Hornet Life Support Section at Work in the Middle East
17 November 2015
The Australian Air Task Group Strike Life Support Section is hard at work in the Middle East preparing and maintaining aeronautical safety and survival equipment critical to safety of F/A-18 Hornet fighter/attack aircraft pilots and their success in the fight against Daesh in Iraq and Syria.
Life Support Technician, Sergeant Cameron said the equipment he provides is comprised of four main components: a helmet, oxygen mask, low profile Combat Survival Vest and a G-Suit.
Each of these elements contains many separate components which require frequent maintenance inspections or outright replacement to ensure the integrity of the equipment is maintained.
"The safety and survival equipment that we prepare and maintain provides a small but extremely important role that supports the pilot throughout their mission," Sergeant Cameron said.
"The equipment is vital should escape and evasion be required in the unfortunate event of an ejection.
"Prior to each flying day we thoroughly inspect and prepare a range of equipment worn by fighter pilots to ensure its integrity and serviceability while also ensuring it is in the correct configuration for the mission type being flown.
"First we check that their helmets and oxygen masks are serviceable, fully functional and operating correctly.
"Also, depending on the type and time of the mission, we are often required to configure the helmet for night flying by attaching night vision equipment"
The pilot's Joint Mounted Helmet Cueing System helmets are a very complicated and advanced piece of equipment, fitted with an inbuilt computer system to display flight data on the inside of a custom-fitted visor.
Sergeant Cameron said it allows the pilot to maintain situational awareness in any direction they look.
"The helmet also allows fitment of a radio communication system, oxygen mask and mounting points for Night Vision Equipment," he said.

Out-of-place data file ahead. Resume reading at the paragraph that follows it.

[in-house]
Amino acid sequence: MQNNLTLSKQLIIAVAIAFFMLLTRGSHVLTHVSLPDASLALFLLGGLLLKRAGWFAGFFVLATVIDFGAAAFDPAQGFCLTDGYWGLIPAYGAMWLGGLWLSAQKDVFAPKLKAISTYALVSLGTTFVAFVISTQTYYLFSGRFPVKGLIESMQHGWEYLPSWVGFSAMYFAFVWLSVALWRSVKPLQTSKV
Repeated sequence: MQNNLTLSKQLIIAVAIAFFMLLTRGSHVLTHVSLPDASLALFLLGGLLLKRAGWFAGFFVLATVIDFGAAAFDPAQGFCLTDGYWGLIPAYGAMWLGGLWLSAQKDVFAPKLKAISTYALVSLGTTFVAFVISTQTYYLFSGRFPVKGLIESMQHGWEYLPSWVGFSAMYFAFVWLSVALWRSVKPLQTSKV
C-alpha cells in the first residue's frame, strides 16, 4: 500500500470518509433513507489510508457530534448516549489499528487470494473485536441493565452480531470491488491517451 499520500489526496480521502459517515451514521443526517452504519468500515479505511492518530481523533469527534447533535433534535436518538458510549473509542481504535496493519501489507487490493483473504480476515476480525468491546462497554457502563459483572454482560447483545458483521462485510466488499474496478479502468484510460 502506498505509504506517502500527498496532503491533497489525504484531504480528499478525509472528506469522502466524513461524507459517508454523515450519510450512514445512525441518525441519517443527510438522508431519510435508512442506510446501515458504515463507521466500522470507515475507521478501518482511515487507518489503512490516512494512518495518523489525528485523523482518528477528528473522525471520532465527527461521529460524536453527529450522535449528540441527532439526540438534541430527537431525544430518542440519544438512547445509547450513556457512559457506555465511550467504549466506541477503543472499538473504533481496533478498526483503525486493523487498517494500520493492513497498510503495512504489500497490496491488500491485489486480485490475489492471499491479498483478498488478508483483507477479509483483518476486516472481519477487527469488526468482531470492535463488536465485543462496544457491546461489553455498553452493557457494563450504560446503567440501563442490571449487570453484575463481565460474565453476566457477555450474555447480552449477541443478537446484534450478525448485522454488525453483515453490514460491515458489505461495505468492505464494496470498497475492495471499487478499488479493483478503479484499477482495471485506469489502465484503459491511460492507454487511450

The Low Profile Combat Survival Vest (CSV) contains a fully automatic-initiated life vest, designed to keep an unconscious pilot afloat in the event of an over-water ejection while ensuring their head remains out of the water and their body at a 45-degree position.
"The CSV also contains a number of survival and location aids that assist in the rapid rescue of the pilot," Sergeant Cameron said.
"These include an emergency radio, maps, water, flares and multiple spare batteries.
"The final component we inspect is the G-Suit, which is designed to help maintain blood pressure to the brain and upper body during high gravitational force manoeuvres.
"Without the assistance of the G-Suit, pilots would not be able to conduct high G-force manoeuvres as they could lose consciousness and put their lives or the aircraft at risk.
"Finally, we issue every pilot a Glock pistol and ammunition, which is stored in the pilot's CSV.
Sergeant Cameron said being a Life Support Technician is a rewarding job.
"I really enjoy the job; I've been doing it for nineteen years now and hope to keep doing it for many more.," he said.
"Of course, being on operations is the most rewarding experience in the job, knowing all the training and exercises that we have completed is finally being put to good use.
"It is also comforting to see the pilots returning from the mission knowing they are safe and that the equipment we provided has helped to support them in their job fighting Daesh."
The Life Support Section is an element of the Australian Air Task Group operating as part of the international coalition to disrupt and degrade Daesh in Iraq and Syria.